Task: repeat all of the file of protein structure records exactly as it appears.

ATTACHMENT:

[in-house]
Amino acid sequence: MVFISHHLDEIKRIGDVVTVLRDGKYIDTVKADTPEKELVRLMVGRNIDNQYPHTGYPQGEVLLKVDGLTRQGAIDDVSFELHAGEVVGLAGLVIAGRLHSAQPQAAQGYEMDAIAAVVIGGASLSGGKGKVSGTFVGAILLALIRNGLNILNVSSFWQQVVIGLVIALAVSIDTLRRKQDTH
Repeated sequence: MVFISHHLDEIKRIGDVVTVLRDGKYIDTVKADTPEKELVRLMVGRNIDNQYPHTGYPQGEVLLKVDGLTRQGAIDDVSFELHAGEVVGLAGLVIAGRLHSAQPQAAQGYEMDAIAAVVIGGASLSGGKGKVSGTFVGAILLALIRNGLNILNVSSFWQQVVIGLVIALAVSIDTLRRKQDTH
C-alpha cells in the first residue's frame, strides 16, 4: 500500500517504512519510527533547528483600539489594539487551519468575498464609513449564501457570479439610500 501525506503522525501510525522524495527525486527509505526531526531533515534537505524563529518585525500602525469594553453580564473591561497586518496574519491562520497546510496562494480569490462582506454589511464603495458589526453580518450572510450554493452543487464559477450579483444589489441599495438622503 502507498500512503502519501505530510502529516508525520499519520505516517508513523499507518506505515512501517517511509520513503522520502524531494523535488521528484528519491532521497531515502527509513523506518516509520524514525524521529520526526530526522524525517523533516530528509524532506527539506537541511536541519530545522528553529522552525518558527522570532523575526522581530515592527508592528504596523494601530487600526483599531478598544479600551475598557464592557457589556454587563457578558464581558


[in-house]
Amino acid sequence: MVFISHHLDEIKRIGDVVTVLRDGKYIDTVKADTPEKELVRLMVGRNIDNQYPHTGYPQGEVLLKVDGLTRQGAIDDVSFELHAGEVVGLAGLVIAGRLHSAQPQAAQGYEMDAIAAVVIGGASLSGGKGKVSGTFVGAILLALIRNGLNILNVSSFWQQVVIGLVIALAVSIDTLRRKQDTH
Repeated sequence: MVFISHHLDEIKRIGDVVTVLRDGKYIDTVKADTPEKELVRLMVGRNIDNQYPHTGYPQGEVLLKVDGLTRQGAIDDVSFELHAGEVVGLAGLVIAGRLHSAQPQAAQGYEMDAIAAVVIGGASLSGGKGKVSGTFVGAILLALIRNGLNILNVSSFWQQVVIGLVIALAVSIDTLRRKQDTH
C-alpha cells in the first residue's frame, strides 16, 4: 500500500517504512519510527533547528483600539489594539487551519468575498464609513449564501457570479439610500 501525506503522525501510525522524495527525486527509505526531526531533515534537505524563529518585525500602525469594553453580564473591561497586518496574519491562520497546510496562494480569490462582506454589511464603495458589526453580518450572510450554493452543487464559477450579483444589489441599495438622503 502507498500512503502519501505530510502529516508525520499519520505516517508513523499507518506505515512501517517511509520513503522520502524531494523535488521528484528519491532521497531515502527509513523506518516509520524514525524521529520526526530526522524525517523533516530528509524532506527539506537541511536541519530545522528553529522552525518558527522570532523575526522581530515592527508592528504596523494601530487600526483599531478598544479600551475598557464592557457589556454587563457578558464581558